Initial responses to ChatGPT and similar models were often polarised. Some people immediately said that we have entered a new world and everything will change. Others demurred, dismissing the excited talk as hype. Enough time has now passed since the launches of ChatGPT and GPT-4 to make a more balanced judgement. Giron does believe that these models will have enormous impact. For instance, some simple software engineering tasks, such as building static websites, will probably be completely automated. But he says that the adoption of GPT technology will be slower than many people expect, and it will not replace humans in most software engineering roles.
Surprisingly, only 3 or 4 of every 10 students at Codam are using GPTs regularly. Adoption is picking up, but it remains gradual.
An interesting consequence of GPTs is that the sequence of coding is sometimes reversed. Previously, you would write some code, and if you followed best practice you would then write some commentary on it to help future engineers use or debug the code. Now you can write the commentary, and have GPTs write the code based on that. Effectively, this is programming in natural language.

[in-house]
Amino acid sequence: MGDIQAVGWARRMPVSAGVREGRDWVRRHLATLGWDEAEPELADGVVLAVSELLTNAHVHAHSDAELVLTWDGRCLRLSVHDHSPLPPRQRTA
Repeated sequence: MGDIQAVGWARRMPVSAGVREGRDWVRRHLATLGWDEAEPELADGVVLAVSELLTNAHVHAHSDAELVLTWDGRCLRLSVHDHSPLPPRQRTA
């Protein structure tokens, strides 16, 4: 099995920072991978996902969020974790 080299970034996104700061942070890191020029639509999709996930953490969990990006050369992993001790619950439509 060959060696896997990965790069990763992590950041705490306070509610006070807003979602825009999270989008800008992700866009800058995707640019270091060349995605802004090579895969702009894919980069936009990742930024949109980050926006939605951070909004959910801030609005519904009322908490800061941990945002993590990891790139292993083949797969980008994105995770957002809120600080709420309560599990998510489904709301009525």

It is too soon to know exactly what impacts GPTs and other advanced AIs will have on education, and the impact will be very different depending on the timescale. The change in the next year will be eclipsed by the change in the next five years, and again in the next decade. In a period of exponential technological progress, the most important characteristic to cultivate is agility.